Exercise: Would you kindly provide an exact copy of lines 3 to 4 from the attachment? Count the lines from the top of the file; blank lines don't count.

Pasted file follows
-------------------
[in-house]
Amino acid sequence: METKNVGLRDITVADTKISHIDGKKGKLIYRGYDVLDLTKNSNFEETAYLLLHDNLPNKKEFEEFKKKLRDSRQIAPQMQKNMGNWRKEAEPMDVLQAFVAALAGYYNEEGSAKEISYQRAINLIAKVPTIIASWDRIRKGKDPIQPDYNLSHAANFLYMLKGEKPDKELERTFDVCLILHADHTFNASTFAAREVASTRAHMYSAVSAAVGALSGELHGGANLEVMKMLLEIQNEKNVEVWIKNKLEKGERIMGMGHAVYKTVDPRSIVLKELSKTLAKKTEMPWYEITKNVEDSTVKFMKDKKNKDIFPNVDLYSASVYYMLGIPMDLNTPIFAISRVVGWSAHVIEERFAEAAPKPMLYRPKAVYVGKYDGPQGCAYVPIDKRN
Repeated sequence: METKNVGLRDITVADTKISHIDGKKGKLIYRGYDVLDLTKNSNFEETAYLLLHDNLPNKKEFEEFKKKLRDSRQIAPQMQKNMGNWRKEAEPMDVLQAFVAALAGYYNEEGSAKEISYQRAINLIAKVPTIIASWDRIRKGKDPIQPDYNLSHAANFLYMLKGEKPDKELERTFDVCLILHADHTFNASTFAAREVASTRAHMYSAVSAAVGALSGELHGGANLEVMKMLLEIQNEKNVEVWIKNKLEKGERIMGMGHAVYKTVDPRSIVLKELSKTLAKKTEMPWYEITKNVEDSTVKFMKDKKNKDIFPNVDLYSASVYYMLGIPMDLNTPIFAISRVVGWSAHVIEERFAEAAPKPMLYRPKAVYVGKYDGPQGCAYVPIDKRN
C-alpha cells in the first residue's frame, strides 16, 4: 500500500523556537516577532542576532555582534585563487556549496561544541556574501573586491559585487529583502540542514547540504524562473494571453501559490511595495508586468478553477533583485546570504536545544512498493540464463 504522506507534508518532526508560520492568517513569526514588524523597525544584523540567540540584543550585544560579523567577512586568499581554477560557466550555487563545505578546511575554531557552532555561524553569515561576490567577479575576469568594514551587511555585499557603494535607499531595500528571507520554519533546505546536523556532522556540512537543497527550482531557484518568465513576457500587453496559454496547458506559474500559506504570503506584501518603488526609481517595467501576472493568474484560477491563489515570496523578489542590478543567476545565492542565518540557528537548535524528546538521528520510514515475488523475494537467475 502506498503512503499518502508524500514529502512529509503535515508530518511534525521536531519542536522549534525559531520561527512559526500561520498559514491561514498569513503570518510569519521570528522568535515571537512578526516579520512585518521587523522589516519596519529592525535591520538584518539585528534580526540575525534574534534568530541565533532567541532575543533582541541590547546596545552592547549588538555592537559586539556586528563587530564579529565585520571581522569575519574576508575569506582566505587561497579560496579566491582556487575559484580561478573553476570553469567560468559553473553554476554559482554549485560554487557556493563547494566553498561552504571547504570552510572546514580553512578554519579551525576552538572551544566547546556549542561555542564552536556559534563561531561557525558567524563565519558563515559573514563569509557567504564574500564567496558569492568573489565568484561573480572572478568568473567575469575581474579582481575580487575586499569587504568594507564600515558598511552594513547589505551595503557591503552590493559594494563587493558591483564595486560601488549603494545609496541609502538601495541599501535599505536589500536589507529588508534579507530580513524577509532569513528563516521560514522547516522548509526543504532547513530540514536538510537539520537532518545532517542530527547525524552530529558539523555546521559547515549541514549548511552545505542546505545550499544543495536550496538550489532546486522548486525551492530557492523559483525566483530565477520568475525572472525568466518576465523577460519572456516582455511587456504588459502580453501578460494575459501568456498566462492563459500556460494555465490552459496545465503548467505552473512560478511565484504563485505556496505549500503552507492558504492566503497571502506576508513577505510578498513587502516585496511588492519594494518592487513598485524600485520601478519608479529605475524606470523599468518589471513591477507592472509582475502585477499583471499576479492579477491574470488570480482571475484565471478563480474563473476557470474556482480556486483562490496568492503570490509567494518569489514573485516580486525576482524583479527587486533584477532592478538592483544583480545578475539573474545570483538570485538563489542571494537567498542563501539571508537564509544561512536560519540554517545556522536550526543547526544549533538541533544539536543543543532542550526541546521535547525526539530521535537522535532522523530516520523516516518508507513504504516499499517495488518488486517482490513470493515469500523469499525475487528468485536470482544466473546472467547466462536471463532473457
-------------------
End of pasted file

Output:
Repeated sequence: METKNVGLRDITVADTKISHIDGKKGKLIYRGYDVLDLTKNSNFEETAYLLLHDNLPNKKEFEEFKKKLRDSRQIAPQMQKNMGNWRKEAEPMDVLQAFVAALAGYYNEEGSAKEISYQRAINLIAKVPTIIASWDRIRKGKDPIQPDYNLSHAANFLYMLKGEKPDKELERTFDVCLILHADHTFNASTFAAREVASTRAHMYSAVSAAVGALSGELHGGANLEVMKMLLEIQNEKNVEVWIKNKLEKGERIMGMGHAVYKTVDPRSIVLKELSKTLAKKTEMPWYEITKNVEDSTVKFMKDKKNKDIFPNVDLYSASVYYMLGIPMDLNTPIFAISRVVGWSAHVIEERFAEAAPKPMLYRPKAVYVGKYDGPQGCAYVPIDKRN
C-alpha cells in the first residue's frame, strides 16, 4: 500500500523556537516577532542576532555582534585563487556549496561544541556574501573586491559585487529583502540542514547540504524562473494571453501559490511595495508586468478553477533583485546570504536545544512498493540464463 504522506507534508518532526508560520492568517513569526514588524523597525544584523540567540540584543550585544560579523567577512586568499581554477560557466550555487563545505578546511575554531557552532555561524553569515561576490567577479575576469568594514551587511555585499557603494535607499531595500528571507520554519533546505546536523556532522556540512537543497527550482531557484518568465513576457500587453496559454496547458506559474500559506504570503506584501518603488526609481517595467501576472493568474484560477491563489515570496523578489542590478543567476545565492542565518540557528537548535524528546538521528520510514515475488523475494537467475 502506498503512503499518502508524500514529502512529509503535515508530518511534525521536531519542536522549534525559531520561527512559526500561520498559514491561514498569513503570518510569519521570528522568535515571537512578526516579520512585518521587523522589516519596519529592525535591520538584518539585528534580526540575525534574534534568530541565533532567541532575543533582541541590547546596545552592547549588538555592537559586539556586528563587530564579529565585520571581522569575519574576508575569506582566505587561497579560496579566491582556487575559484580561478573553476570553469567560468559553473553554476554559482554549485560554487557556493563547494566553498561552504571547504570552510572546514580553512578554519579551525576552538572551544566547546556549542561555542564552536556559534563561531561557525558567524563565519558563515559573514563569509557567504564574500564567496558569492568573489565568484561573480572572478568568473567575469575581474579582481575580487575586499569587504568594507564600515558598511552594513547589505551595503557591503552590493559594494563587493558591483564595486560601488549603494545609496541609502538601495541599501535599505536589500536589507529588508534579507530580513524577509532569513528563516521560514522547516522548509526543504532547513530540514536538510537539520537532518545532517542530527547525524552530529558539523555546521559547515549541514549548511552545505542546505545550499544543495536550496538550489532546486522548486525551492530557492523559483525566483530565477520568475525572472525568466518576465523577460519572456516582455511587456504588459502580453501578460494575459501568456498566462492563459500556460494555465490552459496545465503548467505552473512560478511565484504563485505556496505549500503552507492558504492566503497571502506576508513577505510578498513587502516585496511588492519594494518592487513598485524600485520601478519608479529605475524606470523599468518589471513591477507592472509582475502585477499583471499576479492579477491574470488570480482571475484565471478563480474563473476557470474556482480556486483562490496568492503570490509567494518569489514573485516580486525576482524583479527587486533584477532592478538592483544583480545578475539573474545570483538570485538563489542571494537567498542563501539571508537564509544561512536560519540554517545556522536550526543547526544549533538541533544539536543543543532542550526541546521535547525526539530521535537522535532522523530516520523516516518508507513504504516499499517495488518488486517482490513470493515469500523469499525475487528468485536470482544466473546472467547466462536471463532473457